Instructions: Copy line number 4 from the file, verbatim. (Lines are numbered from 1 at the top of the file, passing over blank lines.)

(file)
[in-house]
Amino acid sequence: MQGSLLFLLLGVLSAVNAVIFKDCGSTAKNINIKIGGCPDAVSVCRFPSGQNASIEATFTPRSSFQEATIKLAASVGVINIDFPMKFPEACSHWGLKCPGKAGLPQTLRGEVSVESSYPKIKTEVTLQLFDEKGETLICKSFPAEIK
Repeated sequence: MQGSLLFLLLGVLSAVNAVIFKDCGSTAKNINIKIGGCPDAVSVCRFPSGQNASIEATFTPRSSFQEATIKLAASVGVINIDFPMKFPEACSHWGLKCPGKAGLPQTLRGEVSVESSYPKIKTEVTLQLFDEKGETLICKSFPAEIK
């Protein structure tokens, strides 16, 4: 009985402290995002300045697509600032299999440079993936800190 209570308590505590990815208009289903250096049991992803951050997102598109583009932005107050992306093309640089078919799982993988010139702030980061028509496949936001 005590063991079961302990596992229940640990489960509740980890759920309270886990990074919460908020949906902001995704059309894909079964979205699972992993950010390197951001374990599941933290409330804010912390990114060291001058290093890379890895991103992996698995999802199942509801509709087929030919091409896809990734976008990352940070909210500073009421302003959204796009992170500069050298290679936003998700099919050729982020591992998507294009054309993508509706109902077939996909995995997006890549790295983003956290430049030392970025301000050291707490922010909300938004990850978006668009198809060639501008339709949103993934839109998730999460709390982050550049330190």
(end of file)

């Protein structure tokens, strides 16, 4: 009985402290995002300045697509600032299999440079993936800190 209570308590505590990815208009289903250096049991992803951050997102598109583009932005107050992306093309640089078919799982993988010139702030980061028509496949936001 005590063991079961302990596992229940640990489960509740980890759920309270886990990074919460908020949906902001995704059309894909079964979205699972992993950010390197951001374990599941933290409330804010912390990114060291001058290093890379890895991103992996698995999802199942509801509709087929030919091409896809990734976008990352940070909210500073009421302003959204796009992170500069050298290679936003998700099919050729982020591992998507294009054309993508509706109902077939996909995995997006890549790295983003956290430049030392970025301000050291707490922010909300938004990850978006668009198809060639501008339709949103993934839109998730999460709390982050550049330190």